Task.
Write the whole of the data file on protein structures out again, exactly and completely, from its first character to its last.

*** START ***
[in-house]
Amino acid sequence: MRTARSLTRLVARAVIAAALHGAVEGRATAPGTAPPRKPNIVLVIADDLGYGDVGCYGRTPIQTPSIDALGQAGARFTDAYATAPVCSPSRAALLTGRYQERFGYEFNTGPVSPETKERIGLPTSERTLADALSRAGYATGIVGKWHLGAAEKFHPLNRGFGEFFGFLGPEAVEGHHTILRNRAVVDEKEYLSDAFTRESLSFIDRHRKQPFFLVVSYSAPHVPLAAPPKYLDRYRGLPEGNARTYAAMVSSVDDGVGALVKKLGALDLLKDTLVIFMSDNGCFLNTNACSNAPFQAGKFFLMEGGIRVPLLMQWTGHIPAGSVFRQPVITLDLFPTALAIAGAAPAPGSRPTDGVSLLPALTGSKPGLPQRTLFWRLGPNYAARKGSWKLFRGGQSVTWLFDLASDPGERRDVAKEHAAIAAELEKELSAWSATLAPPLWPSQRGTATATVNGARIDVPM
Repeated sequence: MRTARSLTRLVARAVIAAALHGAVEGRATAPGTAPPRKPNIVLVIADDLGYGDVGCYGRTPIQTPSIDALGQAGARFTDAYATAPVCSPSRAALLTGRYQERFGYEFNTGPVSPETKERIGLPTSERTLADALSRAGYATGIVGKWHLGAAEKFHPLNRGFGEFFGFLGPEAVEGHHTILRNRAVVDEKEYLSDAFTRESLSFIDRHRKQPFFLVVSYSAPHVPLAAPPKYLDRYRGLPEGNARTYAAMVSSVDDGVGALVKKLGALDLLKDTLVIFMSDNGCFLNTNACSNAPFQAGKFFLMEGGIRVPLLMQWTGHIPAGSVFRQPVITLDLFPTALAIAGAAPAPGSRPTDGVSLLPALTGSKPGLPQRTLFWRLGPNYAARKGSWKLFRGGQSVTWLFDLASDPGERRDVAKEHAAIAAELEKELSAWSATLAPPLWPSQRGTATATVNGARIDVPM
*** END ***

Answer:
[in-house]
Amino acid sequence: MRTARSLTRLVARAVIAAALHGAVEGRATAPGTAPPRKPNIVLVIADDLGYGDVGCYGRTPIQTPSIDALGQAGARFTDAYATAPVCSPSRAALLTGRYQERFGYEFNTGPVSPETKERIGLPTSERTLADALSRAGYATGIVGKWHLGAAEKFHPLNRGFGEFFGFLGPEAVEGHHTILRNRAVVDEKEYLSDAFTRESLSFIDRHRKQPFFLVVSYSAPHVPLAAPPKYLDRYRGLPEGNARTYAAMVSSVDDGVGALVKKLGALDLLKDTLVIFMSDNGCFLNTNACSNAPFQAGKFFLMEGGIRVPLLMQWTGHIPAGSVFRQPVITLDLFPTALAIAGAAPAPGSRPTDGVSLLPALTGSKPGLPQRTLFWRLGPNYAARKGSWKLFRGGQSVTWLFDLASDPGERRDVAKEHAAIAAELEKELSAWSATLAPPLWPSQRGTATATVNGARIDVPM
Repeated sequence: MRTARSLTRLVARAVIAAALHGAVEGRATAPGTAPPRKPNIVLVIADDLGYGDVGCYGRTPIQTPSIDALGQAGARFTDAYATAPVCSPSRAALLTGRYQERFGYEFNTGPVSPETKERIGLPTSERTLADALSRAGYATGIVGKWHLGAAEKFHPLNRGFGEFFGFLGPEAVEGHHTILRNRAVVDEKEYLSDAFTRESLSFIDRHRKQPFFLVVSYSAPHVPLAAPPKYLDRYRGLPEGNARTYAAMVSSVDDGVGALVKKLGALDLLKDTLVIFMSDNGCFLNTNACSNAPFQAGKFFLMEGGIRVPLLMQWTGHIPAGSVFRQPVITLDLFPTALAIAGAAPAPGSRPTDGVSLLPALTGSKPGLPQRTLFWRLGPNYAARKGSWKLFRGGQSVTWLFDLASDPGERRDVAKEHAAIAAELEKELSAWSATLAPPLWPSQRGTATATVNGARIDVPM